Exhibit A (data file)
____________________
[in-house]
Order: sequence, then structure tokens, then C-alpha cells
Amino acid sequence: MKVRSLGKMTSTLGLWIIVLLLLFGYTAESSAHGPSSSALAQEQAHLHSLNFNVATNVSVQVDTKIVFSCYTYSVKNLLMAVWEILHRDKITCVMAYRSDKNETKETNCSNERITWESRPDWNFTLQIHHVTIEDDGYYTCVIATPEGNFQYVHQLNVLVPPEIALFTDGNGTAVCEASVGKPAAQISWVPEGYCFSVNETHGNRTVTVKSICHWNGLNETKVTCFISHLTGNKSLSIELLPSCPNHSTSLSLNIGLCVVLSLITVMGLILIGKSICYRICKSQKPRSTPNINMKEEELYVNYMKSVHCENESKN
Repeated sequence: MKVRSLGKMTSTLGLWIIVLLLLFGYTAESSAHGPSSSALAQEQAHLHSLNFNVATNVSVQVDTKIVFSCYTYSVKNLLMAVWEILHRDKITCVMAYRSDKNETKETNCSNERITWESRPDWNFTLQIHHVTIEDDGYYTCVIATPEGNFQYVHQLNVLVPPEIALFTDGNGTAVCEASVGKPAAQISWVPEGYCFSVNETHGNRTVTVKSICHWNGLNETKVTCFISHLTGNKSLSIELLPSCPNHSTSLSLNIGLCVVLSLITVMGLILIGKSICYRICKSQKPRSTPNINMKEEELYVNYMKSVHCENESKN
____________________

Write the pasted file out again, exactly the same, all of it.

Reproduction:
[in-house]
Order: sequence, then structure tokens, then C-alpha cells
Amino acid sequence: MKVRSLGKMTSTLGLWIIVLLLLFGYTAESSAHGPSSSALAQEQAHLHSLNFNVATNVSVQVDTKIVFSCYTYSVKNLLMAVWEILHRDKITCVMAYRSDKNETKETNCSNERITWESRPDWNFTLQIHHVTIEDDGYYTCVIATPEGNFQYVHQLNVLVPPEIALFTDGNGTAVCEASVGKPAAQISWVPEGYCFSVNETHGNRTVTVKSICHWNGLNETKVTCFISHLTGNKSLSIELLPSCPNHSTSLSLNIGLCVVLSLITVMGLILIGKSICYRICKSQKPRSTPNINMKEEELYVNYMKSVHCENESKN
Repeated sequence: MKVRSLGKMTSTLGLWIIVLLLLFGYTAESSAHGPSSSALAQEQAHLHSLNFNVATNVSVQVDTKIVFSCYTYSVKNLLMAVWEILHRDKITCVMAYRSDKNETKETNCSNERITWESRPDWNFTLQIHHVTIEDDGYYTCVIATPEGNFQYVHQLNVLVPPEIALFTDGNGTAVCEASVGKPAAQISWVPEGYCFSVNETHGNRTVTVKSICHWNGLNETKVTCFISHLTGNKSLSIELLPSCPNHSTSLSLNIGLCVVLSLITVMGLILIGKSICYRICKSQKPRSTPNINMKEEELYVNYMKSVHCENESKN